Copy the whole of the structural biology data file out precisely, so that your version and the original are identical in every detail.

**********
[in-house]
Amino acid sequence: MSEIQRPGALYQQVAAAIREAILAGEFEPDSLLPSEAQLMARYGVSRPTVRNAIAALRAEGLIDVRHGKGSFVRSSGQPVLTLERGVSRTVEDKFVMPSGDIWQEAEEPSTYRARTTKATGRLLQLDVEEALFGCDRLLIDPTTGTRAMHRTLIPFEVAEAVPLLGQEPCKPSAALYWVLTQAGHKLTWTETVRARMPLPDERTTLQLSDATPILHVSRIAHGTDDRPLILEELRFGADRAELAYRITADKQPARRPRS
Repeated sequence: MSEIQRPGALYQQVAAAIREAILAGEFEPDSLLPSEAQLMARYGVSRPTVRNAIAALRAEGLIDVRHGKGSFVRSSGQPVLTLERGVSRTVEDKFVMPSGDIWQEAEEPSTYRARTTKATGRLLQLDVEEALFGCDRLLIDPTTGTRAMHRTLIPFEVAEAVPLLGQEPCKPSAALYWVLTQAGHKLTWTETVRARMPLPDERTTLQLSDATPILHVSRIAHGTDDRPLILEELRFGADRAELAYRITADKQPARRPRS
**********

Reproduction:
[in-house]
Amino acid sequence: MSEIQRPGALYQQVAAAIREAILAGEFEPDSLLPSEAQLMARYGVSRPTVRNAIAALRAEGLIDVRHGKGSFVRSSGQPVLTLERGVSRTVEDKFVMPSGDIWQEAEEPSTYRARTTKATGRLLQLDVEEALFGCDRLLIDPTTGTRAMHRTLIPFEVAEAVPLLGQEPCKPSAALYWVLTQAGHKLTWTETVRARMPLPDERTTLQLSDATPILHVSRIAHGTDDRPLILEELRFGADRAELAYRITADKQPARRPRS
Repeated sequence: MSEIQRPGALYQQVAAAIREAILAGEFEPDSLLPSEAQLMARYGVSRPTVRNAIAALRAEGLIDVRHGKGSFVRSSGQPVLTLERGVSRTVEDKFVMPSGDIWQEAEEPSTYRARTTKATGRLLQLDVEEALFGCDRLLIDPTTGTRAMHRTLIPFEVAEAVPLLGQEPCKPSAALYWVLTQAGHKLTWTETVRARMPLPDERTTLQLSDATPILHVSRIAHGTDDRPLILEELRFGADRAELAYRITADKQPARRPRS